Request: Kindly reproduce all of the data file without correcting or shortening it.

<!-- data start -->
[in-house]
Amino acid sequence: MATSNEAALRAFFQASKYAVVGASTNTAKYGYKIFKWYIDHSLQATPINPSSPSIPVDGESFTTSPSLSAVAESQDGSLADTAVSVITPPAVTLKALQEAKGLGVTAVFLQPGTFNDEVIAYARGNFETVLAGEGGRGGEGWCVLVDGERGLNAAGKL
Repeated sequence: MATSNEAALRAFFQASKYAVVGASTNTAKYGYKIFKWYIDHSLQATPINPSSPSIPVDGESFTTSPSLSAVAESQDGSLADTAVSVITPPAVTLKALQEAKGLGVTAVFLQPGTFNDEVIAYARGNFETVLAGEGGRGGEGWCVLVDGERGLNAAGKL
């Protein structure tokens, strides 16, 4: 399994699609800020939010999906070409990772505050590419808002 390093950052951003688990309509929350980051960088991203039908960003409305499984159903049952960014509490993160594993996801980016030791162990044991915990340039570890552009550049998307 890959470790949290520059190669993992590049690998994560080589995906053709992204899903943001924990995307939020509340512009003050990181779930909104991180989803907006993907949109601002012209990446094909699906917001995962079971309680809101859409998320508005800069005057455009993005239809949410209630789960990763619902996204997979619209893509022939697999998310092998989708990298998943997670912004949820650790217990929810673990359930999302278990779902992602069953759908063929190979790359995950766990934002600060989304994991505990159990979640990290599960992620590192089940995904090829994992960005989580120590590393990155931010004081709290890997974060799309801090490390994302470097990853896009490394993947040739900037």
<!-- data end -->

[in-house]
Amino acid sequence: MATSNEAALRAFFQASKYAVVGASTNTAKYGYKIFKWYIDHSLQATPINPSSPSIPVDGESFTTSPSLSAVAESQDGSLADTAVSVITPPAVTLKALQEAKGLGVTAVFLQPGTFNDEVIAYARGNFETVLAGEGGRGGEGWCVLVDGERGLNAAGKL
Repeated sequence: MATSNEAALRAFFQASKYAVVGASTNTAKYGYKIFKWYIDHSLQATPINPSSPSIPVDGESFTTSPSLSAVAESQDGSLADTAVSVITPPAVTLKALQEAKGLGVTAVFLQPGTFNDEVIAYARGNFETVLAGEGGRGGEGWCVLVDGERGLNAAGKL
């Protein structure tokens, strides 16, 4: 399994699609800020939010999906070409990772505050590419808002 390093950052951003688990309509929350980051960088991203039908960003409305499984159903049952960014509490993160594993996801980016030791162990044991915990340039570890552009550049998307 890959470790949290520059190669993992590049690998994560080589995906053709992204899903943001924990995307939020509340512009003050990181779930909104991180989803907006993907949109601002012209990446094909699906917001995962079971309680809101859409998320508005800069005057455009993005239809949410209630789960990763619902996204997979619209893509022939697999998310092998989708990298998943997670912004949820650790217990929810673990359930999302278990779902992602069953759908063929190979790359995950766990934002600060989304994991505990159990979640990290599960992620590192089940995904090829994992960005989580120590590393990155931010004081709290890997974060799309801090490390994302470097990853896009490394993947040739900037």